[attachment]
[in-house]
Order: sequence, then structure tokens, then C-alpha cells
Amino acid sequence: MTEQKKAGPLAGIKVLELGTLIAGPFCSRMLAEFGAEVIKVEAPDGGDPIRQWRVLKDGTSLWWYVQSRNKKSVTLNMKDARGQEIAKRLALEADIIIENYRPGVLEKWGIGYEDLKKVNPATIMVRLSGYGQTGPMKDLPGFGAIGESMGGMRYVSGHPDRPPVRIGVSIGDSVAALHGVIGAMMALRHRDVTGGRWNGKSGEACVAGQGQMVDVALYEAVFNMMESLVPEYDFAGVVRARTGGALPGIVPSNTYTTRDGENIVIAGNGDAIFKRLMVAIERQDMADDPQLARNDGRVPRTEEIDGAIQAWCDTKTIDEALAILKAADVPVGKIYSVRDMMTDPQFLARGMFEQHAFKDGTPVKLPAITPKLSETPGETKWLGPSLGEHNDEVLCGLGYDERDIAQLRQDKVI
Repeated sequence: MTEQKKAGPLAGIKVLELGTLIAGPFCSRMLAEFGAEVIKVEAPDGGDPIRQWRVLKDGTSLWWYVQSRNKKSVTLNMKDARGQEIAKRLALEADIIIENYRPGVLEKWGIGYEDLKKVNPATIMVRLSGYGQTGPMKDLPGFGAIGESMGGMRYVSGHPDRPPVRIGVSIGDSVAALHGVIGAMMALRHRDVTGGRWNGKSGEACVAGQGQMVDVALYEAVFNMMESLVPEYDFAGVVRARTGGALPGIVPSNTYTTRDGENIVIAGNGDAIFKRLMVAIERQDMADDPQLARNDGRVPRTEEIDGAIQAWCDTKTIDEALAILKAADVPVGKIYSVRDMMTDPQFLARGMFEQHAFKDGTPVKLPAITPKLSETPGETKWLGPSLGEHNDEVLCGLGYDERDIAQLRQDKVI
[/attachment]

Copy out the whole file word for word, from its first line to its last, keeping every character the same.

[in-house]
Order: sequence, then structure tokens, then C-alpha cells
Amino acid sequence: MTEQKKAGPLAGIKVLELGTLIAGPFCSRMLAEFGAEVIKVEAPDGGDPIRQWRVLKDGTSLWWYVQSRNKKSVTLNMKDARGQEIAKRLALEADIIIENYRPGVLEKWGIGYEDLKKVNPATIMVRLSGYGQTGPMKDLPGFGAIGESMGGMRYVSGHPDRPPVRIGVSIGDSVAALHGVIGAMMALRHRDVTGGRWNGKSGEACVAGQGQMVDVALYEAVFNMMESLVPEYDFAGVVRARTGGALPGIVPSNTYTTRDGENIVIAGNGDAIFKRLMVAIERQDMADDPQLARNDGRVPRTEEIDGAIQAWCDTKTIDEALAILKAADVPVGKIYSVRDMMTDPQFLARGMFEQHAFKDGTPVKLPAITPKLSETPGETKWLGPSLGEHNDEVLCGLGYDERDIAQLRQDKVI
Repeated sequence: MTEQKKAGPLAGIKVLELGTLIAGPFCSRMLAEFGAEVIKVEAPDGGDPIRQWRVLKDGTSLWWYVQSRNKKSVTLNMKDARGQEIAKRLALEADIIIENYRPGVLEKWGIGYEDLKKVNPATIMVRLSGYGQTGPMKDLPGFGAIGESMGGMRYVSGHPDRPPVRIGVSIGDSVAALHGVIGAMMALRHRDVTGGRWNGKSGEACVAGQGQMVDVALYEAVFNMMESLVPEYDFAGVVRARTGGALPGIVPSNTYTTRDGENIVIAGNGDAIFKRLMVAIERQDMADDPQLARNDGRVPRTEEIDGAIQAWCDTKTIDEALAILKAADVPVGKIYSVRDMMTDPQFLARGMFEQHAFKDGTPVKLPAITPKLSETPGETKWLGPSLGEHNDEVLCGLGYDERDIAQLRQDKVI